Schwarzenegger continues to evade each sequel made to “Predator,” so we instead have Adrien Brody starring as Royce, an ex-military soldier who has long since become a mercenary. In light of movies like “The A-Team” and “Green Zone” which were clearly anti-mercenary, now we have one we can root for without too much cynicism. “Predators” commences with Royce waking up as he is free falling in a way Tom Petty never sang about through the atmosphere to a planet’s surface where his parachute opens just in the nick of time. Once there, he comes into contact with others who have arrived in the same manner. They are all from different ethnic backgrounds but have one thing in common; they are the worst of the worst and are the best at what they do which is eliminating their respective enemies. Not all of them make it safely though as one slams to the ground when his parachute fails to open. This reminded me of Michael Rooker’s line from “Cliffhanger” when he said, “Gravity’s a bitch, isn’t it?”

They believe they are still on earth as the jungle looks all too familiar in their eyes, but it is soon revealed they are actually on some distant unnamed planet and have been dropped into a game preserve. Upon realizing they are in foreign territory, Royce correctly surmises they are the game. The predators are out there in their camouflage disguises, ready to dismember their prey in the most lethal way possible. I’m sure many you have seen the first two “Predator” movies and have gloried in their gloriously gory kills, and you can expect many good ones in this sequel.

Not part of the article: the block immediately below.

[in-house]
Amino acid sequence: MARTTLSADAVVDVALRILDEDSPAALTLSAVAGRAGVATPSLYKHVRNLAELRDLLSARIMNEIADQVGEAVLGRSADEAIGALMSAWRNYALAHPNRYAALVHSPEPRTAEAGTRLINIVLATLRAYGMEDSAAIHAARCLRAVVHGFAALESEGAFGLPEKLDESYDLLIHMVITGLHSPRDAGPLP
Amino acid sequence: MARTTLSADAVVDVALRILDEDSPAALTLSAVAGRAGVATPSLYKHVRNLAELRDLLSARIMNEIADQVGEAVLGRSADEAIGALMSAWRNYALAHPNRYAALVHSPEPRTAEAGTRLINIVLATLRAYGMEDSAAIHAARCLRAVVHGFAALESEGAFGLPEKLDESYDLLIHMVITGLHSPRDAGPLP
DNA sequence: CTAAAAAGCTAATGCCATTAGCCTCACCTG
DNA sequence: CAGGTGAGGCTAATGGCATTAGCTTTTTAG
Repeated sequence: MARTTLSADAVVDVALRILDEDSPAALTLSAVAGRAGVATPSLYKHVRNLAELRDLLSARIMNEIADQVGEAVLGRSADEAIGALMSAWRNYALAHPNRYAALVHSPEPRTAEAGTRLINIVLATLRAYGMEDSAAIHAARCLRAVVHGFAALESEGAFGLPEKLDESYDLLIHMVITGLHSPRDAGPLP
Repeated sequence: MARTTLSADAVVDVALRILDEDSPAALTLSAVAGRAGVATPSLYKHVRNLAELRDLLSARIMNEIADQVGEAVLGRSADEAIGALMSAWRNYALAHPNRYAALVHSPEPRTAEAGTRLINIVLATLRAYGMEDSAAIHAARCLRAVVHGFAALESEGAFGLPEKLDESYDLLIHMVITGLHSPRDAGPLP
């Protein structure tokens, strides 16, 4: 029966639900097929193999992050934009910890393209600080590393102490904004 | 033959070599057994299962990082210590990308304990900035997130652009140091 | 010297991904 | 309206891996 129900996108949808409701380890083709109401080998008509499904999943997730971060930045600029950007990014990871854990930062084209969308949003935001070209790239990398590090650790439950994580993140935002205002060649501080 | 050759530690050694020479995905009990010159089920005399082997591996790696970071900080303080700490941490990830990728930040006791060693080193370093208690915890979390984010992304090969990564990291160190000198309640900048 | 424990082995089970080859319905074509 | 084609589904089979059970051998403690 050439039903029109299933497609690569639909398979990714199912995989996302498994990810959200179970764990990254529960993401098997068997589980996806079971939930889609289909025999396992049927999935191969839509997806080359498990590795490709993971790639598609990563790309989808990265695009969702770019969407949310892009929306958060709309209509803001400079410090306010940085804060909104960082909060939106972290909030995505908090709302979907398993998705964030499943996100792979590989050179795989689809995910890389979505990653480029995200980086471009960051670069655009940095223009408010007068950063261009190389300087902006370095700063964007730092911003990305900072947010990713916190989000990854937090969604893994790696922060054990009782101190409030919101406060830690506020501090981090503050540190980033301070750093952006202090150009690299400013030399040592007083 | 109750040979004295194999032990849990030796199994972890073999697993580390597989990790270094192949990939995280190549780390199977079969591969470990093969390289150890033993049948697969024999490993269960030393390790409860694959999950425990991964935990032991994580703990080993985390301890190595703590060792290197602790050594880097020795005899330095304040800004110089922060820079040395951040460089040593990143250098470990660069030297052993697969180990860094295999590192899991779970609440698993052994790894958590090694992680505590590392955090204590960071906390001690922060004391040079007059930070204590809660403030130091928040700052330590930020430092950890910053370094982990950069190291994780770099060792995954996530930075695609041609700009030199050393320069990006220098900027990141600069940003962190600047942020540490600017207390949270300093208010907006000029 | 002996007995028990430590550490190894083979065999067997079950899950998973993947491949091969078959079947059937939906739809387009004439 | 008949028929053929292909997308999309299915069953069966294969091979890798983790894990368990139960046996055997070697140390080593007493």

The one thing I really liked about “Predators” is how it surrounds us with characters that are not the least bit watered over. Their lives have descended into the dark spaces we live to avoid, and their actions over time have branded them as criminals who are among the most wanted by their governments. Regardless, we still root for them to defeat the Predators on their turf which resembles an Amazonian rain forest. None of them are easily likable, but they are also not the same boring stereotypical schmucks which overpopulated the “AVP” movies. Like the characters from the original “Predator,” many whom have since become politicians, each one has their own set of quirks and crimes to run away from.